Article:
Alberta’s Minister of Community and Social Services Rajan Sawhney said Saturday there will be no cuts made to the province’s Assured Income for the Severely Handicapped (AISH) program.
“Let me provide you with some reassurance,” said Sawhney in a Facebook post. “First, please know that no changes have been made to the AISH program. Second, the focus of my review has been on service delivery, and finding ways to streamline operations. I will continue with that review. Third, I know you don’t feel like it at the moment, but I ask that you trust me. I am very protective of all CSS clients and vulnerable Albertans. I’m doing my very best for all of you.
“Finally, to conclude, let me state definitively that there will be no cuts to AISH financial benefits.”
Sawhney’s comments come after an article from Postmedia published Friday said the government was looking at making cuts to the income program.
While Sawhney confirmed her ministry was reviewing the service in a separate post on social media Friday, she said the review is part of an ongoing process for multiple services.
“We review every aspect of our ministry because we need to ensure that supports continue to be available to those who need them the most, now and into the future.”
According to the government, the program supports nearly 70,000 Albertans with permanent medical issues that prevent them from working with a basic benefit of $1,685 per month.
The UCP did make some changes to AISH for 2020 — when it said it would not be adjusting the AISH benefit amount as costs of living in the province increase, a policy that was brought in by the NDP in 2018.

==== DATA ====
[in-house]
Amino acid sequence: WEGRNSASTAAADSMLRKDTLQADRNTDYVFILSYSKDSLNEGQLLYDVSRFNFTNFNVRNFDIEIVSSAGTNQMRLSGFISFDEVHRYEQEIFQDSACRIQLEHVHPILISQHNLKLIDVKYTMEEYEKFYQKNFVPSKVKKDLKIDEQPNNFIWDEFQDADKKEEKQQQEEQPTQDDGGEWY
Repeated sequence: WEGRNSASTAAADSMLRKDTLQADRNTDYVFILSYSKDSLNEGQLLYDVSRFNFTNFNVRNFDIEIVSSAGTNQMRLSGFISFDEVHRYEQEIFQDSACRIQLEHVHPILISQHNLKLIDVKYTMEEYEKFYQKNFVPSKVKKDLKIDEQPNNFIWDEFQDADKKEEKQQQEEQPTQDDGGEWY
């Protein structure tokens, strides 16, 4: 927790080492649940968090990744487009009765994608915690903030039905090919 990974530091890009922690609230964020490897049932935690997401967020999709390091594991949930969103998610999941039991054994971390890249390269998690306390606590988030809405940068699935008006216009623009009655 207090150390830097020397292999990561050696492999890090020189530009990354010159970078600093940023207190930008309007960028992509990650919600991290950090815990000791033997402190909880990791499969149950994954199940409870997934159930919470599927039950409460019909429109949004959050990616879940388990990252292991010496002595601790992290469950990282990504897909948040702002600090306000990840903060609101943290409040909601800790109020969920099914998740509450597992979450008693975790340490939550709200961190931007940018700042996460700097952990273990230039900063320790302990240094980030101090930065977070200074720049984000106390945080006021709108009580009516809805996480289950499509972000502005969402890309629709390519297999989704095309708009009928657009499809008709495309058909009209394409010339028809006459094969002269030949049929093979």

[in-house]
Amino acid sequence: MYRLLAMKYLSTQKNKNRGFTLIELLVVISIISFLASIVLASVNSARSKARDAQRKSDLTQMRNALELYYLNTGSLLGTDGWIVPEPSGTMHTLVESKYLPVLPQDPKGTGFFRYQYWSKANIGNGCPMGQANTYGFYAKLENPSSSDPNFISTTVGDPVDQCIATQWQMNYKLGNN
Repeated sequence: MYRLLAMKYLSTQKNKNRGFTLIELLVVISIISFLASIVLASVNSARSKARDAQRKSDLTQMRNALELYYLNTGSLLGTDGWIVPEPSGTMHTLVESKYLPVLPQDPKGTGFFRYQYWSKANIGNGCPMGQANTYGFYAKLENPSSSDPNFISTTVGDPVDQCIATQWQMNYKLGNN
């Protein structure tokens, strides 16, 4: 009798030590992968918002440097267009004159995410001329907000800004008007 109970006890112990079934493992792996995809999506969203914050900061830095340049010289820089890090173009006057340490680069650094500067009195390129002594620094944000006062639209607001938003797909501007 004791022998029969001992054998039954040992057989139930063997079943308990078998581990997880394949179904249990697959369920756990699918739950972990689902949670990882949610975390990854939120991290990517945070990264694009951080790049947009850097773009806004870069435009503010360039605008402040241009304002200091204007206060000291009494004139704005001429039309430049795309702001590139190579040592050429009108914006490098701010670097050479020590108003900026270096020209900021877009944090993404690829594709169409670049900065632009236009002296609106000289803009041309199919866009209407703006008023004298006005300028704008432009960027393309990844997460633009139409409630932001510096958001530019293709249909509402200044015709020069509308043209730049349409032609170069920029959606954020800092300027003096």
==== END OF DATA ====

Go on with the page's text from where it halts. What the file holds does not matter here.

Sawhney defended the amount the government was putting towards AISH Friday.
“AISH funding actually went up by 6.2 per cent compared to the previous year forecast, and at $1.29 billion we currently have the highest budget for AISH in Alberta’s history,” she said.
The NDP said in a news release on Saturday that while it was relieved to see the AISH benefits would not be cut, there are still concerns around cost of living increases.
“It is still not enough for the community that has seen their benefits clawed back and de-indexed by the UCP,” said Marie Renaud, the NDP community and social service critic. “When this government de-indexed AISH from the rate of inflation, they cut AISH.
“Now that the minister has committed to rejecting the plan for proposed cuts, we now call on her to develop a plan to actually support program growth and immediately reintroduce indexing of AISH.”
Inclusion Alberta also said Friday that the concerns over AISH payments add more stresses during an already stressful time.
“It is almost impossible to put into words the degree of fear and anxiety this government is adding to children and adults with disabilities and their families over and above having to struggle with the overwhelming impact of COVID-19,” Barb MacIntyre, the president of Inclusion Alberta, said Friday.